And yet despite this endless possibility, there are some fillings which are so popular they can be put on a Top Ten Favourite Tacos list. If tacos al pastor is not top of that list, it's got to be pretty close.

But that doesn't mean you can get them outside of Mexico.

I myself first heard of them in the book Fiesta en la madriguera. And a lot of Mexpat food bloggers complain of how much they miss them.

So what are they? Tacos al pastor are pork and pineapple tacos in a spicy sweet and sour sauce made of chiles and achiote paste (recado rojo).

I've read one recipe that uses chiles guajillos for the chile element, but my preference is for chipotles.
And one of the best - and most authentically Mexican-tasting - chipotle sauces you can buy is from KANKUN.

Now, before we get to the recipe, I have to warn you: these are "al pastor-style" tacos, rather than literal tacos al pastor. The reason for this is that there's more to these tacos than the sauce.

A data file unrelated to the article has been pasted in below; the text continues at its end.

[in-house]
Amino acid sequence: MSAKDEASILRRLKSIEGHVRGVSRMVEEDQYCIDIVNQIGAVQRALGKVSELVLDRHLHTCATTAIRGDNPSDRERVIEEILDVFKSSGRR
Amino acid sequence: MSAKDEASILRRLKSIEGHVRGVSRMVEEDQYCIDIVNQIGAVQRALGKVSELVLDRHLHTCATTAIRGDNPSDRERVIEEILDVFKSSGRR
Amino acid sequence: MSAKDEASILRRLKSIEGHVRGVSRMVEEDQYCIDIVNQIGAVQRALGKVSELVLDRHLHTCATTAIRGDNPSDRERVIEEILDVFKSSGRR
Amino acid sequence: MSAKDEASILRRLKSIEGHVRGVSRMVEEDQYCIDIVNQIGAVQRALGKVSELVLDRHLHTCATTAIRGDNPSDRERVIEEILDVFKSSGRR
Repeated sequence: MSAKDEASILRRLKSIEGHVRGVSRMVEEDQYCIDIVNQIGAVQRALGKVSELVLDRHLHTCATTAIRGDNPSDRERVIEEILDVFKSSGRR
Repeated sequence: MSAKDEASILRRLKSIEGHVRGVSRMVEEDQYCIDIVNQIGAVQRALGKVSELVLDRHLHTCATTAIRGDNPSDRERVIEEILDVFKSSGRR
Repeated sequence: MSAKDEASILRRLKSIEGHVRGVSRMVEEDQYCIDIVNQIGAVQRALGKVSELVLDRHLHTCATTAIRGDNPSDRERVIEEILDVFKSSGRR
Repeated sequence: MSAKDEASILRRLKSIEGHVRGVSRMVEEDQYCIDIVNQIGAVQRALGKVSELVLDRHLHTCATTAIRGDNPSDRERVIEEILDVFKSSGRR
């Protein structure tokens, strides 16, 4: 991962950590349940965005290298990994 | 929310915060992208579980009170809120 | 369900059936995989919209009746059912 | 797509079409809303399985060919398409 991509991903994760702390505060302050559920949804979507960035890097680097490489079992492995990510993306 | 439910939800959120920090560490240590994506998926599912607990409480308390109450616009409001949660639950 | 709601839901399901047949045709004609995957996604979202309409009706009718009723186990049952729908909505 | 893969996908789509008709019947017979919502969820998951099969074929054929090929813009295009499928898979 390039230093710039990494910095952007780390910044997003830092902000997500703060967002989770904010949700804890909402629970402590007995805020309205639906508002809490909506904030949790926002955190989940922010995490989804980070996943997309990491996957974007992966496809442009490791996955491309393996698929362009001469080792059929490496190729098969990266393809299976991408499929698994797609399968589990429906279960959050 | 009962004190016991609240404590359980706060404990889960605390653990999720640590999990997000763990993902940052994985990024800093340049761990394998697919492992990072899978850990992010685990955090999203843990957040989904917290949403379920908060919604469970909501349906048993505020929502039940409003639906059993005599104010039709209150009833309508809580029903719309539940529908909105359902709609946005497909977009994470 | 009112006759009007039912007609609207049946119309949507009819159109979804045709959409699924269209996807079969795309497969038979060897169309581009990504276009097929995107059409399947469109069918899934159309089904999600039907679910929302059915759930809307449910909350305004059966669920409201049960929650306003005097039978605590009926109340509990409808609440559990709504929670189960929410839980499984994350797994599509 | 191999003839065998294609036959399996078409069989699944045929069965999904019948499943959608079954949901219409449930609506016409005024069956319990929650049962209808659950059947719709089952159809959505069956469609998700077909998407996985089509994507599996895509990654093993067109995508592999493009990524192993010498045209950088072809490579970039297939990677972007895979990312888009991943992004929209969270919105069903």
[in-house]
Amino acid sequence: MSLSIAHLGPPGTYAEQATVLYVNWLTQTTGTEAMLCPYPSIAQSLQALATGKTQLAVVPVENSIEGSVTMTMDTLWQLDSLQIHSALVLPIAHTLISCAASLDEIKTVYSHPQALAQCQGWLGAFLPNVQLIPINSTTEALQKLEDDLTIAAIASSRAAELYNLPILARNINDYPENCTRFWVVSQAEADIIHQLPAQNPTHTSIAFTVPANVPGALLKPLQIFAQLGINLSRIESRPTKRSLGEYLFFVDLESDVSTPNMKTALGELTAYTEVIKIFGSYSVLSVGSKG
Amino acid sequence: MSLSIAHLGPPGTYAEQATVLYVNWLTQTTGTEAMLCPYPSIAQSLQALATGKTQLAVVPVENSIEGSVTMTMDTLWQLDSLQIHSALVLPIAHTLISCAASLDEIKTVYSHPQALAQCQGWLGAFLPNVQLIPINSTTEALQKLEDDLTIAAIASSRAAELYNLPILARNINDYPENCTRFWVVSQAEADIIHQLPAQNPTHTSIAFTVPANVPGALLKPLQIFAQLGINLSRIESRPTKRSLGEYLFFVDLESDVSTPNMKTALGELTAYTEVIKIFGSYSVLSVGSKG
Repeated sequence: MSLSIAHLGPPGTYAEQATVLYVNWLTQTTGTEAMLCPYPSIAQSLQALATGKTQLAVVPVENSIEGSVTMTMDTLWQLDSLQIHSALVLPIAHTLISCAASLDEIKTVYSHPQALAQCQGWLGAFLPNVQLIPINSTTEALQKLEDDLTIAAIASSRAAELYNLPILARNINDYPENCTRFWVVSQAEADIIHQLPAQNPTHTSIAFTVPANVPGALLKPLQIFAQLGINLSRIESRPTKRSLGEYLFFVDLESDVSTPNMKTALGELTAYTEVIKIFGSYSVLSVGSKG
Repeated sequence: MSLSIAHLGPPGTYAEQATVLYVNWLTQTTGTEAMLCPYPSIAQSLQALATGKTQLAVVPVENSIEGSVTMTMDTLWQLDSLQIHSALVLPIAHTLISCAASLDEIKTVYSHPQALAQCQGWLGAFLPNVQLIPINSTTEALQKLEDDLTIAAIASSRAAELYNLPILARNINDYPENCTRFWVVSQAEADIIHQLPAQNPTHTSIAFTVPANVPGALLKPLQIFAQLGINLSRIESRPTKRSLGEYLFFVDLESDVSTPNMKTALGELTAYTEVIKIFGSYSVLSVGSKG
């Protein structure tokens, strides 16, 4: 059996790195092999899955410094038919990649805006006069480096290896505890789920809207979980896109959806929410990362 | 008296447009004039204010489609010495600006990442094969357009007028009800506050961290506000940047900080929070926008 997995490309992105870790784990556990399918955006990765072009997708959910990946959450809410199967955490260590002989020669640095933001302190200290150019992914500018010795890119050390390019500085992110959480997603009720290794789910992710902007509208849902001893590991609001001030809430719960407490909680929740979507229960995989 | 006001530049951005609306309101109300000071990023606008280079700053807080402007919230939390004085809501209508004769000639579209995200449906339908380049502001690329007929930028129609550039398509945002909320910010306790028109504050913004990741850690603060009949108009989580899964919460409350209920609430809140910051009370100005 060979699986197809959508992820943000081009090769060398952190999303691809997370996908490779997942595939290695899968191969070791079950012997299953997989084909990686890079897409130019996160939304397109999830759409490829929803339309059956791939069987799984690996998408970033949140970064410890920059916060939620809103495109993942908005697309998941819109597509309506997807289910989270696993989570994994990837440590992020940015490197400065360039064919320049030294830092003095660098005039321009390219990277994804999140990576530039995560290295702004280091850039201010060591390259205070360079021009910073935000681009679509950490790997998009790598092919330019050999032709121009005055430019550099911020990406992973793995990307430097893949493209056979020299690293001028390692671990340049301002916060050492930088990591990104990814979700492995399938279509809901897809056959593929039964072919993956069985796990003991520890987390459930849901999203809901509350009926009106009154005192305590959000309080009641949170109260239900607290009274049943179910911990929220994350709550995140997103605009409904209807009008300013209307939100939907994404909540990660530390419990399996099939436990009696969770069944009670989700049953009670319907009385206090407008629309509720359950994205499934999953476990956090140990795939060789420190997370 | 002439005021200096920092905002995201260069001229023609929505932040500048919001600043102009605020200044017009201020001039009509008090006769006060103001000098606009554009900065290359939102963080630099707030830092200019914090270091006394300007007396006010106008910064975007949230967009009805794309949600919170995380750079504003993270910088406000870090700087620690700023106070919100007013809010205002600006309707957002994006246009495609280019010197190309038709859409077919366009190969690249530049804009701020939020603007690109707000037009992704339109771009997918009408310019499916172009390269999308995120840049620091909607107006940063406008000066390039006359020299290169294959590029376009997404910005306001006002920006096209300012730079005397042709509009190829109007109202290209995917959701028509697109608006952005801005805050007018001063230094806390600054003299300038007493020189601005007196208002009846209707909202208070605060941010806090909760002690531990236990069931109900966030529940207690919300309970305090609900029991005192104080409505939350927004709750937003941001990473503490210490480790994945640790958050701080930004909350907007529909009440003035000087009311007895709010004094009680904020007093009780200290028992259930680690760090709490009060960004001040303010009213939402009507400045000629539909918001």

Normally you'd expect Mexican pork tacos to use fried pork or slow-cooked carnitas. You wouldn't expect this:

Again, I'm sure my British readers are thinking "Kebabs!"

And indeed, these most popular of Mexican tacos were apparently first developed by Lebanese immigrants! Which just goes to show that Mexico, home of one of the world's first "fusion cuisines", remains adventurous and open-minded even it comes to food.

However, this also means that in the absence of a spit-roaster you can't make proper tacos al pastor at home. The flavour will be right, but the texture of the meat will not be quite the same.

One Mexpat blogger, Mely from Mexico in my Kitchen was driven to extremes to replicate the authentic texture:

That's one hell of a piece of kit, Mely!

Perhaps we could all get together and ask the UK's kebab shops to add tacos al pastor to their menus. Who's with me?

KANKUN pastor-style tacos


500 - 750 g pork shoulder for carnitas
Half a pineapple, diced (I actually used tinned pineapple)
1 red onion, diced
1 recipe recado rojo (about 50 g)
4 tbsp KANKUN Chipotle Sauce
90 - 100 mL pineapple juice
A few pieces of diced pineapple
Tortillas and some extra KANKUN (to serve)